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East Bay Nature Bird Walk Schedule

Please join us on an excursion to one of the Bay Area's great birding locations. Our bird walks are intended for both beginners who want to learn more about our local birds, for advanced birders who are looking to add interesting as yet unobserved species to their lists and for anyone interested a short hike with a great group of people.

Schedule:    

January 5 Lafayette Reservoir, East Bay Municipal Utility District
woodland birds, waterfowl
Hiking Difficulty: 2
February 9 Grizzly Island Waterfowl Management Area
waterfowl, pelicans, raptors
Hiking Difficulty: 2
March 2 Upper San Leandro Reservoir
waterfowl (possibly Wood Duck), wrens, finches, raptors
Hiking Difficulty: 2
April 6 Jewel Lake, Tilden Regional Park
woodland birds, warbler migration begins
Hiking Difficulty: 2
May 4 Mitchell Canyon, Mount Diablo State Park
woodland birds, warblers, hummingbirds
Hiking Difficulty: 3
June 1 Briones Regional Park, East Bay Regional Park District
woodland birds, breeding or summer residents
Hiking Difficulty: 4
July 6 Hayward Regional Shoreline, East Bay Regional Park District
shorebirds, waterfowl, swallows
Hiking Difficulty: 2
August 3 Albany Bulb
waterfowl, shorebirds
Hiking Difficulty: 1
September 7     Arrowhead Marsh, East Bay Regional Park District
marsh birds (including rails), waterfowl, shorebirds
Hiking Difficulty: 1
October 5 Los Vaqueros Reservoir
water birds, raptors
Hiking Difficulty: 2
November 2 Contra Loma Regional Park, East Bay Regional Park District
water birds, snipes, bitterns, flickers, merlin, white
Hiking Difficulty: 2
December 7 Heather Farm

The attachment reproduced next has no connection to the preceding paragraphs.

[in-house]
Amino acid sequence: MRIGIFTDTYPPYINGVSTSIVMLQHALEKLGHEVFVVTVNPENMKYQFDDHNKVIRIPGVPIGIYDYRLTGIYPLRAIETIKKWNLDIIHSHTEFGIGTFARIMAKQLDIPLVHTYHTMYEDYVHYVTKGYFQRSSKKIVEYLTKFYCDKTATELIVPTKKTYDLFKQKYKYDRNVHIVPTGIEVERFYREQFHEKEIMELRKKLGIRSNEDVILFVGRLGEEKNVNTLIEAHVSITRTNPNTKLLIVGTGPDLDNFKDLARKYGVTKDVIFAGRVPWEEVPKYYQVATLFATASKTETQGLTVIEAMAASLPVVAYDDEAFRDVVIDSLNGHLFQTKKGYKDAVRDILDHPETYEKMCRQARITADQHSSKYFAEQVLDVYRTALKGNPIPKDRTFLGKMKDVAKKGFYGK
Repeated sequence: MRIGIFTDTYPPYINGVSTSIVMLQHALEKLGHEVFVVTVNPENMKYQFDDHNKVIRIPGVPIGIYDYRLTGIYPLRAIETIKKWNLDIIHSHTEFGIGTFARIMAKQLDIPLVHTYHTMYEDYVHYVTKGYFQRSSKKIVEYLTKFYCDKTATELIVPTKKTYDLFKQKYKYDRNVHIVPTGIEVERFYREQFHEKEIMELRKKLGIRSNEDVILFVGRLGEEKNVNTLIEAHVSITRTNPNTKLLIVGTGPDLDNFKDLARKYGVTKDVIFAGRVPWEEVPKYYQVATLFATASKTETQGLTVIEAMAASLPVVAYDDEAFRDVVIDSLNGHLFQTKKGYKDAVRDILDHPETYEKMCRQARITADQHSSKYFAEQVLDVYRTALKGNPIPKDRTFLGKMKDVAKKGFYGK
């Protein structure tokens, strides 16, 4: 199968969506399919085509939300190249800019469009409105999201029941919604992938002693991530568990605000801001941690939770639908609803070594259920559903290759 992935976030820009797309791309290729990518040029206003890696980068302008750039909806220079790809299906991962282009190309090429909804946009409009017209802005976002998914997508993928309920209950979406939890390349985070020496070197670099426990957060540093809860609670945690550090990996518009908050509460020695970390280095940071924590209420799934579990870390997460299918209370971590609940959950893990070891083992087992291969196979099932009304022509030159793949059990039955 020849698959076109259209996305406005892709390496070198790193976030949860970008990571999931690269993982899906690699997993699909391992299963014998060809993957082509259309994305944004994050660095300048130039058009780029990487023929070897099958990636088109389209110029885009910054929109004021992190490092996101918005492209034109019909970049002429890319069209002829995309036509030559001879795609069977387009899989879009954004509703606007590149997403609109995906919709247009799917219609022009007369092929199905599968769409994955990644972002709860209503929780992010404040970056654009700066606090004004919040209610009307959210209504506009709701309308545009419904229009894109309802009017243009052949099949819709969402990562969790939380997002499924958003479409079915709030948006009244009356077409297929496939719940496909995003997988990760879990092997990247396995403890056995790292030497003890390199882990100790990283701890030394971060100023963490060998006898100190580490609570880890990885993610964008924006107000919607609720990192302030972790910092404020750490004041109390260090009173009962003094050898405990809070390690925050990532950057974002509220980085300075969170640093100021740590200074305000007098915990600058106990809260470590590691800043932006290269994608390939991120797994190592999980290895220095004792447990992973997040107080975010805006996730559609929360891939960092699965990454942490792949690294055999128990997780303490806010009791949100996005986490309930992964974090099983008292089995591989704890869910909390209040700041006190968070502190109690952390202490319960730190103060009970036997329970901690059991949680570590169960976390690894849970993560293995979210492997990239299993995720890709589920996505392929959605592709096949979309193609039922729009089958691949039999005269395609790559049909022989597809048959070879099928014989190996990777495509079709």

water birds, woodland birds, winter residents
Hiking Difficulty: 1

Our bird walks are scheduled for the first Saturday of each month (except February). We meet at the Walnut Creek store at 7:45 AM and generally return about 10:00 AM depending on the location. A local naturalist guides the group to birding hot spots in our area.

Coffee and donuts are served after the walk. No reservations needed and there is no cost.

American Birding Association Principles of Birding Ethics

Another Conversation...


A few years back I had an interesting discussion with a Western Scrub-Jay. We talked about how smart and intelligent the corvid family was. Well, the jay did mostly. I just listened. The corvid family, which includes jays, both Scrub and Steller’s, crows, ravens and magpies, are known for their smarts. Too smart for their own good sometimes, but you have to admire them for their cleverness.

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East Bay Times Article


Attracting birds and bees to our yards and gardens is simple, if we provide what they like and need.

Joanie Cornell, owner of East Bay Nature in Walnut Creek and Dublin, says there are five essential elements for success — water, food, cover, nesting and safety.

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